Located within the thyroid gland are four tiny glands called parathyroid glands. These glands, each only about the size of a grain of rice, produce a hormone called parathyroid hormone (PTH) that helps control calcium and phosphorous levels in the body, and is necessary for proper bone development.
Sometimes a tumor can develop in one (or more) of the glands and as a result the levels of calcium can go up in the blood. This is called a parathyroid adenoma. This can cause many symptoms including:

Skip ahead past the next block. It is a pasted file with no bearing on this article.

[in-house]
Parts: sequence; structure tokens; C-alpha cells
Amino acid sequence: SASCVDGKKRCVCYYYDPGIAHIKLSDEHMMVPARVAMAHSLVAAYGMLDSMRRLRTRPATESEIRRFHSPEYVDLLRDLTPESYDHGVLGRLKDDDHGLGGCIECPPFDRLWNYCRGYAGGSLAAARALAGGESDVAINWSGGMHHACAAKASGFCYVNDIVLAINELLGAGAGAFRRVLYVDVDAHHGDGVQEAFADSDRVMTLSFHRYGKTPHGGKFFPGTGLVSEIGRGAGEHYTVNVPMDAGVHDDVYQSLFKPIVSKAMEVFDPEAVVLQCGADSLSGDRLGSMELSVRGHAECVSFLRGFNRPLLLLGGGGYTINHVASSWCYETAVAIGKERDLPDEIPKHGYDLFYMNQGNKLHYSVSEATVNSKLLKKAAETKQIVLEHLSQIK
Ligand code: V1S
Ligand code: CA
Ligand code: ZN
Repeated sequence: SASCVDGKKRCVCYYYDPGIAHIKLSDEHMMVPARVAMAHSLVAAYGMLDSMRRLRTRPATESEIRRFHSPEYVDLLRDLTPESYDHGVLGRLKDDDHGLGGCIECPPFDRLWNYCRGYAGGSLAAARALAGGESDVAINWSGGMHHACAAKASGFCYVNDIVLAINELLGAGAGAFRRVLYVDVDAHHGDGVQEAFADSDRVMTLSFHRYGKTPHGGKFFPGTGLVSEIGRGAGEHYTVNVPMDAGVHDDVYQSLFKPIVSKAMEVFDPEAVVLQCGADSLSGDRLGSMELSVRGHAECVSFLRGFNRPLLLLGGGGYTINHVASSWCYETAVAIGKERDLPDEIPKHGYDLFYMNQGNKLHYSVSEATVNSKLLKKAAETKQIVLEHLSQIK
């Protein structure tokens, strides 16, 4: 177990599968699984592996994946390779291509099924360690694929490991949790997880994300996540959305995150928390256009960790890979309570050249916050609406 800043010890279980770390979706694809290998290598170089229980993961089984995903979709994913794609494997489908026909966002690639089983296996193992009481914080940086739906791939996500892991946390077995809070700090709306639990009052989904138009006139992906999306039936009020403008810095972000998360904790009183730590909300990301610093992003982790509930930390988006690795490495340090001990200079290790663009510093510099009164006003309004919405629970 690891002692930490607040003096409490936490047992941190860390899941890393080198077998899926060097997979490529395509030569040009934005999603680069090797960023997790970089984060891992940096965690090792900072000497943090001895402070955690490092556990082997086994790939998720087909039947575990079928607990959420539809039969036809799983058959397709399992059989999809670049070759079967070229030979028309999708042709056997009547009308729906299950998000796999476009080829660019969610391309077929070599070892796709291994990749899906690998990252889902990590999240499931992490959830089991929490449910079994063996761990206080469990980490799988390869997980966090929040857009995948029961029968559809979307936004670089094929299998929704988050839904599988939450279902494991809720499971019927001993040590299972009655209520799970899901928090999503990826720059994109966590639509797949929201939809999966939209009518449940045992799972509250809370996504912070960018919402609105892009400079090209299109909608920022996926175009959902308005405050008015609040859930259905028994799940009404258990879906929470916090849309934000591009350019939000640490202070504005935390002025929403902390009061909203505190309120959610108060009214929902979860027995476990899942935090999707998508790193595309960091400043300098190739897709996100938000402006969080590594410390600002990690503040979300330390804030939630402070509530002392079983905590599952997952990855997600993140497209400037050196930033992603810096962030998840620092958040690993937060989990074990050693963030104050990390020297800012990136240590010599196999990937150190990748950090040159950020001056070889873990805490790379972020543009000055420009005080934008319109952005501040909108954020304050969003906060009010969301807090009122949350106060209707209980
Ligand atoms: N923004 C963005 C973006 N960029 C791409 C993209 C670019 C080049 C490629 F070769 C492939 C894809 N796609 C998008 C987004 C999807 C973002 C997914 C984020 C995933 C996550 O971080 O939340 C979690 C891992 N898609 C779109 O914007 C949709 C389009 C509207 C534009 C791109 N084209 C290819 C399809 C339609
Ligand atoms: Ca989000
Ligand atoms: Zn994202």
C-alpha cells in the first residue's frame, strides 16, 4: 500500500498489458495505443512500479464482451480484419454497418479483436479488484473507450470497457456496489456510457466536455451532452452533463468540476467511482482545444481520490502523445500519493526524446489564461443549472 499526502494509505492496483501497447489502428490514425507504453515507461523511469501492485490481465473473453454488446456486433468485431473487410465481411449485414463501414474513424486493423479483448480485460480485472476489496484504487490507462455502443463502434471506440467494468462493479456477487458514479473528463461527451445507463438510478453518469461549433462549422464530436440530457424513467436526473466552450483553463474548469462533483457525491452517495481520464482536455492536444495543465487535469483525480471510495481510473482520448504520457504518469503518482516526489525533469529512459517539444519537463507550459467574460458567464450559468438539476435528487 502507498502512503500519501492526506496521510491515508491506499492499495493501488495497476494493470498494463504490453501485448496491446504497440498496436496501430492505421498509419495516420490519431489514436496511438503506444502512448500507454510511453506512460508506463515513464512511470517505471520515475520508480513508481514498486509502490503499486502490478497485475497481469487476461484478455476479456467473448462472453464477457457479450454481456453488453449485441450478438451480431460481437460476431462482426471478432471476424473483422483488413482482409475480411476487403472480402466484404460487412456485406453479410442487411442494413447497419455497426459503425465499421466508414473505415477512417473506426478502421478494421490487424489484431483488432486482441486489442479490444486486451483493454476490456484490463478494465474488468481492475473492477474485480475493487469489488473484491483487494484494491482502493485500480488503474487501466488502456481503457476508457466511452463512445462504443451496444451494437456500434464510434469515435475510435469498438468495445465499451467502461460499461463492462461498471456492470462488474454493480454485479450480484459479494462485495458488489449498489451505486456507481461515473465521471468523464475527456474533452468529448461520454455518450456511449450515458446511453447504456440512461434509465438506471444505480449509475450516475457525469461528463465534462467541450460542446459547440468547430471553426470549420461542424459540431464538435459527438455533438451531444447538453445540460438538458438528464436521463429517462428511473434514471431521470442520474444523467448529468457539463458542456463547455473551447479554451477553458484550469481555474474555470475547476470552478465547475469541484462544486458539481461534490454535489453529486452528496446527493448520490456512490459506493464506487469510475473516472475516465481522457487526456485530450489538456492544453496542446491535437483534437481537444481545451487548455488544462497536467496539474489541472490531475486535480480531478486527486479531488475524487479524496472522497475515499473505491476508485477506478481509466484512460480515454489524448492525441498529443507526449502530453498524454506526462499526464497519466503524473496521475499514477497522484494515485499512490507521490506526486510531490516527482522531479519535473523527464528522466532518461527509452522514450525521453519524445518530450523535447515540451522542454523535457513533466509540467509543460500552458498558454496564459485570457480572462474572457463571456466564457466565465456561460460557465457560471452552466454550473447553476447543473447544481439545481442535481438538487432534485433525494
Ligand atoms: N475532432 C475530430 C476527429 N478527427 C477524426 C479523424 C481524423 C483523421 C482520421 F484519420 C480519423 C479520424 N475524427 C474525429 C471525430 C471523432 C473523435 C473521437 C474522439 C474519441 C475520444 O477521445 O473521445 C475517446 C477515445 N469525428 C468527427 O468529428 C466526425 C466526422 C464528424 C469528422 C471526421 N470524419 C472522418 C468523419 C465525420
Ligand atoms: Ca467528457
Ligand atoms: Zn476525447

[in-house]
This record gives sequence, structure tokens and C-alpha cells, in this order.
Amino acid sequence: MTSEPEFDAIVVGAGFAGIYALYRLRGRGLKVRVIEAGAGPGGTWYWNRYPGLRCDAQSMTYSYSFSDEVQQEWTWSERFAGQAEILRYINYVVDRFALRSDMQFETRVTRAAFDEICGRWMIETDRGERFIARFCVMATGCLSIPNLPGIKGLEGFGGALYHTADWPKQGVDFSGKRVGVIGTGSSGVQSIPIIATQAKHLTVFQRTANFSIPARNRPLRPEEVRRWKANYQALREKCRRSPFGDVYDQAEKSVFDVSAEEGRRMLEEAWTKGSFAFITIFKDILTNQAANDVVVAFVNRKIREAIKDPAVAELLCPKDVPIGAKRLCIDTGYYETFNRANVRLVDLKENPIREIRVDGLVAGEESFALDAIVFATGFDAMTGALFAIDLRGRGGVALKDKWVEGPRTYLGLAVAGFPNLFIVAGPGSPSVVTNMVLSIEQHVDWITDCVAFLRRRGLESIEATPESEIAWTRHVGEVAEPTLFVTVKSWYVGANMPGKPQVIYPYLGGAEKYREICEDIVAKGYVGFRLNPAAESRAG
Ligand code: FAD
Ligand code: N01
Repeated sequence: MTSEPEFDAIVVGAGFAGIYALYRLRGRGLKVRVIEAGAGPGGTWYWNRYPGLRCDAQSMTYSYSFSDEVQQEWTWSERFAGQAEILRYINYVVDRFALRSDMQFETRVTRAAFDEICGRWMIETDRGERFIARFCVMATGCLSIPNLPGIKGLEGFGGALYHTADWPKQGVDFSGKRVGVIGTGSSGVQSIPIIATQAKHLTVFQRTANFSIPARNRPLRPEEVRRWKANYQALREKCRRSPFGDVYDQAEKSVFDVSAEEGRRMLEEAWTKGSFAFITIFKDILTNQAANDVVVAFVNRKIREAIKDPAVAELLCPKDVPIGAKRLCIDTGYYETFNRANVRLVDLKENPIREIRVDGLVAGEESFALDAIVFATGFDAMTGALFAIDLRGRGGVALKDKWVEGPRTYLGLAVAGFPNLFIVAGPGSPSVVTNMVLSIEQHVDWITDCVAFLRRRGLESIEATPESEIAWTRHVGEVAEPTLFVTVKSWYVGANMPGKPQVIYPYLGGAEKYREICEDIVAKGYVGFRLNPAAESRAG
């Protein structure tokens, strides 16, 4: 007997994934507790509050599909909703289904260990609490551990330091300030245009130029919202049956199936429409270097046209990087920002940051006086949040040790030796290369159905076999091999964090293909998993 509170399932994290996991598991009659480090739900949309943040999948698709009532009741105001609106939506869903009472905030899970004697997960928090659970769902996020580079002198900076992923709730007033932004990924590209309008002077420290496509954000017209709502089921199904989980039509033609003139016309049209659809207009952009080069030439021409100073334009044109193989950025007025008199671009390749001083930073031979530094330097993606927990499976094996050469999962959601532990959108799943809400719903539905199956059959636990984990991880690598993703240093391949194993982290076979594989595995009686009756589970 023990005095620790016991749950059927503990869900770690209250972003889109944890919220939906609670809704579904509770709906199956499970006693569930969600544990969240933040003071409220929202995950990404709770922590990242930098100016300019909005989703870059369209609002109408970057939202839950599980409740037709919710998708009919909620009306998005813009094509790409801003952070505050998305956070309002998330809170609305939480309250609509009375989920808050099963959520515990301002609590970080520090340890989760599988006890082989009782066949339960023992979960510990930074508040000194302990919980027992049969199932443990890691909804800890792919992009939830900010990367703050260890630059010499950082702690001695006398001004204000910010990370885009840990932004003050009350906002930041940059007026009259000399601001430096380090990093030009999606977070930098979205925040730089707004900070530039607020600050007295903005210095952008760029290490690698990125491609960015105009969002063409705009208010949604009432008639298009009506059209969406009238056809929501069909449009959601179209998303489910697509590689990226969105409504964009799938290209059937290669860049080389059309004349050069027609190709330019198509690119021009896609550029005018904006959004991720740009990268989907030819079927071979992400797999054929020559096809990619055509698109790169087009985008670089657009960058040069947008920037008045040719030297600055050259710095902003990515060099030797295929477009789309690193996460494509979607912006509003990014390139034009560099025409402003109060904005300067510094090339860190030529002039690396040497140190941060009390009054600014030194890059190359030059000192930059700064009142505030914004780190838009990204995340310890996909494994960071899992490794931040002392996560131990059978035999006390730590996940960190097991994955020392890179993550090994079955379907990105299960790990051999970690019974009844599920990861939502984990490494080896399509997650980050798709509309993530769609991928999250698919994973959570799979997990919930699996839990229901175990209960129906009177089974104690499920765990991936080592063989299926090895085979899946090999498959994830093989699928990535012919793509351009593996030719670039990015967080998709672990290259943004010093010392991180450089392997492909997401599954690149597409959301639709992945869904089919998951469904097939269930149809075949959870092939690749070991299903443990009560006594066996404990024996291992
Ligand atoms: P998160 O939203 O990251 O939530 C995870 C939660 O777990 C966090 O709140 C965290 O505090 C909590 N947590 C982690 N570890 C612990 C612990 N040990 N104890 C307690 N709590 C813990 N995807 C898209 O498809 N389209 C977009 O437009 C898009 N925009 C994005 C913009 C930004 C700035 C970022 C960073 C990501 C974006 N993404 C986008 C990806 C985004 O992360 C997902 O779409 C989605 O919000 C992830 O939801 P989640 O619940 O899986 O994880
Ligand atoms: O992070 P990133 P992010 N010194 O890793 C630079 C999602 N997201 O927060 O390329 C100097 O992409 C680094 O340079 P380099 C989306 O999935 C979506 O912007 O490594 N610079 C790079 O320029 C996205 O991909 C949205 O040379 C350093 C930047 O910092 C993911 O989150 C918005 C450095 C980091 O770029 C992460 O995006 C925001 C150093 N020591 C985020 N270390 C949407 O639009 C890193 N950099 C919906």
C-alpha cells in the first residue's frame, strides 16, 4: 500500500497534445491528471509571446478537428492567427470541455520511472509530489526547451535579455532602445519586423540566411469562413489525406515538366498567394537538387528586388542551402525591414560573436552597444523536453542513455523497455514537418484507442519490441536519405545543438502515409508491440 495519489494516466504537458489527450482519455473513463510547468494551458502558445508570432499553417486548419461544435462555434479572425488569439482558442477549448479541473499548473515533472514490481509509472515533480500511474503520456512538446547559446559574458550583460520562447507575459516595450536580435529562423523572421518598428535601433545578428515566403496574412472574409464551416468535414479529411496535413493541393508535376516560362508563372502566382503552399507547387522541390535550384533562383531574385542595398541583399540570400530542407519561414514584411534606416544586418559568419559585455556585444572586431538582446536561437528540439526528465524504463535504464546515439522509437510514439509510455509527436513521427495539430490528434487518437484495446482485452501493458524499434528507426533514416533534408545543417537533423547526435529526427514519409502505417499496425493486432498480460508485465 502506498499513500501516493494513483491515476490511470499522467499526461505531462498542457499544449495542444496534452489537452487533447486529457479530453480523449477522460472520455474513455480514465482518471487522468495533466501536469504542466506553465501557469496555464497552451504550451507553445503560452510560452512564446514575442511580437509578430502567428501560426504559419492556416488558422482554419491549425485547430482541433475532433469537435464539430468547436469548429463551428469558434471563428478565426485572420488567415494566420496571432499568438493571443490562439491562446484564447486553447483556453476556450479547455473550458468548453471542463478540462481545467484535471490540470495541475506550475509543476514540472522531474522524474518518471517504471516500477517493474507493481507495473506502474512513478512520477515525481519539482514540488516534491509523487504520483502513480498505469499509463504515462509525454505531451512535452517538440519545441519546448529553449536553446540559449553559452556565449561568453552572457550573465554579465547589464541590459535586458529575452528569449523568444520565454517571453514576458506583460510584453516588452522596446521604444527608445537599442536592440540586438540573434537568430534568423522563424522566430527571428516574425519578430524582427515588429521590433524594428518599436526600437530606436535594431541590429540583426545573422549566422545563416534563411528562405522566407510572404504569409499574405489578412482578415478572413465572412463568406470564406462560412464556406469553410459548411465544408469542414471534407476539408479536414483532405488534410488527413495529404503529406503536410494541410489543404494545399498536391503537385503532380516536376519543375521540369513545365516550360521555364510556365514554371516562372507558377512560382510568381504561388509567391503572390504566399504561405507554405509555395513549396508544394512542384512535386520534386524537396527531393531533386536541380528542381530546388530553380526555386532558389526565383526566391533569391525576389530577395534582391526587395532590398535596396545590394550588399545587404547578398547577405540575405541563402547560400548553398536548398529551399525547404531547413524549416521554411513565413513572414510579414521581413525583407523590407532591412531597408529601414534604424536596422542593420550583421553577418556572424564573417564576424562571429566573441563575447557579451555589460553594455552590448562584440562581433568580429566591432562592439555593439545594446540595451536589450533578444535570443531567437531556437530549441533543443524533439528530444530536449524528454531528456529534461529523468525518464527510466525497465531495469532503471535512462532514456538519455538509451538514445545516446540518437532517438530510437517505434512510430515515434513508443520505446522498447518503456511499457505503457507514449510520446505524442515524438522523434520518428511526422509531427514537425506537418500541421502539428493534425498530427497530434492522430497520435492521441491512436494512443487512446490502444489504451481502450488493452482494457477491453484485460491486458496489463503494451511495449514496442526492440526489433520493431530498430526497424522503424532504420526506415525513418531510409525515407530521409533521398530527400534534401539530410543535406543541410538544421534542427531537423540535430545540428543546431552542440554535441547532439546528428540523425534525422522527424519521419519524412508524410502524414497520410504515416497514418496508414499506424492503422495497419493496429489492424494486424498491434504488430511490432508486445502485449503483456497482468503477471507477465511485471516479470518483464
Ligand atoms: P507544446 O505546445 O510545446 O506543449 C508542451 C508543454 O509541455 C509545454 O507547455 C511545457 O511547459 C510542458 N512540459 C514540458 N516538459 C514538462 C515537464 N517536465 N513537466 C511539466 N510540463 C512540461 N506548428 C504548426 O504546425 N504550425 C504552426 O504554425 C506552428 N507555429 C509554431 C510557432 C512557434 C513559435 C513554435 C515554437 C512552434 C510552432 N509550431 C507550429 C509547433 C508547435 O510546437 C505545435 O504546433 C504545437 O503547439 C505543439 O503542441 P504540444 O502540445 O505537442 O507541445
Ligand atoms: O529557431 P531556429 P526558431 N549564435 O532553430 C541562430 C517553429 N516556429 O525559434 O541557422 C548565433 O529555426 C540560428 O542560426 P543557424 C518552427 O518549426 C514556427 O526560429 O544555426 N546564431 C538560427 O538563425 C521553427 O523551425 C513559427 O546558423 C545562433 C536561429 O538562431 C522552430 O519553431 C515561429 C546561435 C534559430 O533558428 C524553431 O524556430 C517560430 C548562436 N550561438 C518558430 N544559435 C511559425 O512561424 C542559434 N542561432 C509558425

- Bone pain
- Kidney stones
- Increased urination
The diagnosis for this problem can go missed for many years. Two blood tests – a serum calcium level and a parathyroid hormone level (PTH level) – can help to diagnose this problem. If you are diagnosed with a parathyroid adenoma your physician may order a neck ultrasound and a test called a sestamibi scan. These tests help identify which one or ones of the four glands has the tumor. Once diagnosed the best treatment is to remove the affected gland surgically.
Some patients on dialysis may have problems with parathyroid function and may require surgery to help reduce calcium and phosphorus levels in the blood.
Parathyroid conditions treated at the Northern Alberta Endocrine Surgery Centre are the following: